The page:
If it's about incentives, then there should be a widespread Federal initiative to promote piece-work, commissions rather than salaries, independent contractors rather than employees... Hmm, we're headed the other way.

As economists, we are supposed to start with a problem. What is the market failure that stops companies form putting in productivity enhancing profit sharing programs? Or are they just too dumb and need the benevolent hand of the "bully pulpit" to educate them?

"Increased vocational training and apprenticeships for the non-college-bound," are more Orwellian subject-less sentences. Who is going to do this increasing and how? What is the market failure? Do we need to have triple digit numbers of Federal Job-training programs?

"Providing pre-k education" is another subject-free sentence. I presume he does not mean reducing regulations and union requirements so more pre-k schools can start up! That might actually be effective. But perhaps it is technically correct: a large Federal subsidy for pre-k education, funneled through the public school systems and teacher's unions will raise someone's wages. The "scholarly evidence" is not that it will be the kids.

The idea that forcing companies to pay out greater wages is the key to "stimulus," and that demand-side "stimulus" is the key to long-run growth is...er... even more novel economics.

In classic Keynesian stimulus, there is something about the government borrowing money and spending it, or giving it to consumers to spend, that causes people to forget that the borrowed money must be paid back someday. Not here -- this is directly the claim that taking from Peter and giving to Paul is the key to prosperity. And not just temporary stimulus, but long run growth.

One of many fallacies at work here is the notion that companies face a choice between "paper" investment and "real" investment; that by piling up cash reserves they are somehow diverting resources that could be "real demand" into "paper investments." But every paper asset is a paper liability, so this possible truth about an individual company makes no sense for an economy as a whole.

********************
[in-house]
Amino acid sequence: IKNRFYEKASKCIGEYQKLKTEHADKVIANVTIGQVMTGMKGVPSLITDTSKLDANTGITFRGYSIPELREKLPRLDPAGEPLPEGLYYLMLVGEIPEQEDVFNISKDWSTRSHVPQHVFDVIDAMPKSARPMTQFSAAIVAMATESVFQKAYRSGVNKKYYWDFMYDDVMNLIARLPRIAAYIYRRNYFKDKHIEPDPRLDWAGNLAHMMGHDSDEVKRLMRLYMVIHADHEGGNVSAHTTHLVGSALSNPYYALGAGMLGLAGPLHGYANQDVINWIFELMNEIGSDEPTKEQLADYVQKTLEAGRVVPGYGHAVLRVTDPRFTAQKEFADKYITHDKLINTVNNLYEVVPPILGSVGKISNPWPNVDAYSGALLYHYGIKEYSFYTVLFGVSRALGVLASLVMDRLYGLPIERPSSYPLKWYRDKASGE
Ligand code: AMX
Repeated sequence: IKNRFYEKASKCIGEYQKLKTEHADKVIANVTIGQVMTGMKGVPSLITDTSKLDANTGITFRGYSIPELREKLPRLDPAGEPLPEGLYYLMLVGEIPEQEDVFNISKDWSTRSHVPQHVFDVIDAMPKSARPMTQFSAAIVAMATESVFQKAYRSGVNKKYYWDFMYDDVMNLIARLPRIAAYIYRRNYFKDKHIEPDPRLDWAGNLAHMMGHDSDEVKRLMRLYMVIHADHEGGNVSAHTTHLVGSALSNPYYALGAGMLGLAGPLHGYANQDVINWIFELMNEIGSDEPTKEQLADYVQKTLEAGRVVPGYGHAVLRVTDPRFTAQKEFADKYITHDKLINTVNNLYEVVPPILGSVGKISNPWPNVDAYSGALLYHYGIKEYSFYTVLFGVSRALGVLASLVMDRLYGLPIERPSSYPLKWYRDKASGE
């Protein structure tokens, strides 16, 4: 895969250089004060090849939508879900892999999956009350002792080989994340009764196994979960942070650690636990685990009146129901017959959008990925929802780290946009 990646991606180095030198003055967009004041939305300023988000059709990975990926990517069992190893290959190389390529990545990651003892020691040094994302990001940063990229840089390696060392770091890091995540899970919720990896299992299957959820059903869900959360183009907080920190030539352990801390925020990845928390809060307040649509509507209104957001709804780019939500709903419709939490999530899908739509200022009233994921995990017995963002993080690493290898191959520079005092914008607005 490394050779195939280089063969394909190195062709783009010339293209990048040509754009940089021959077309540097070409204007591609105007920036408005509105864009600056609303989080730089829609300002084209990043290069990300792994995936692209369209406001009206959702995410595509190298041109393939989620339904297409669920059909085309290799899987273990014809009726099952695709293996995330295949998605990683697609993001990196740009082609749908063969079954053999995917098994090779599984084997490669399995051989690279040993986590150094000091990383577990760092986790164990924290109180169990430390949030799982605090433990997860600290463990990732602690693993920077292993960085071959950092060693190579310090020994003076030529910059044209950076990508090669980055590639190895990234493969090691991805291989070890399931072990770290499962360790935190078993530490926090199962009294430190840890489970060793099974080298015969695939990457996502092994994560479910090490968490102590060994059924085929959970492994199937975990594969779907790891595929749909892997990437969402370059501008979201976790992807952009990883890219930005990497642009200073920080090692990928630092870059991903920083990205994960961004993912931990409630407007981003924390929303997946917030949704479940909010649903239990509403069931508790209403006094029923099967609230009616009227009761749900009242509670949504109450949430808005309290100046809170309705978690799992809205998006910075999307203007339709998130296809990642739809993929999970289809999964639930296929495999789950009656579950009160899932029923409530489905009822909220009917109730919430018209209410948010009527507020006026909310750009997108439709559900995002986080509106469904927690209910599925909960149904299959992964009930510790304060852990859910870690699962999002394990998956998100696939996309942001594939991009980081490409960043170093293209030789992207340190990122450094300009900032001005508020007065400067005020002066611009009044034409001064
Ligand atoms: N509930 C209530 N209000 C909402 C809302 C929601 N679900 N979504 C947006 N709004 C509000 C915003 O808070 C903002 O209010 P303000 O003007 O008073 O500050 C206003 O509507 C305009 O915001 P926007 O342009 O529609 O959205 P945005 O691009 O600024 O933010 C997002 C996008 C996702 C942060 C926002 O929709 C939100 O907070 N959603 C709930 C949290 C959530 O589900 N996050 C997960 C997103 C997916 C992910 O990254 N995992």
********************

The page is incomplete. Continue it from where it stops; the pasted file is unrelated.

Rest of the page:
And let's follow the logic.  If this works for stimulus and growth, force companies to give away cash to consumers. Consumers are, well, people who like to consume. Force them to give cash away to thieves. They consume quickly.  If this is a bad idea.. well then maybe the whole "stimulus" thin is a bit of bunk as well.

Gordon at least has the decency to belittle the idea. And on "a shift in business income [another subjectless sentence -- this shift is forced by the Federal Government!] away from profits and toward salaries would create growth"  because "Workers are more likely to buy things from their paychecks than businesses are to invest out of their profits," one can hope that a statement which violates basic accounting is a misquotation.

 Krueger has less defense: "a more virtuous growth model,...which is driven by stronger wage growth...more consumption, more demand, creating more jobs" is a direct quote. It may be "virtuous" to feel this way, but the classic criticism of Democratic economic policy is doing things that make you feel good but don't work.

Well maybe, maybe not. Economics is a work in progress. But it is certainly brand-new, made-up-on-the spot economics, designed to buttress policies decided on for other reasons.

A last grumpy comment. The WSJ titled Blinder's oped, "Only one candidate can make wages grow again."  Actually I agree with the sentence   Like most media they forgot there are more than two candidates!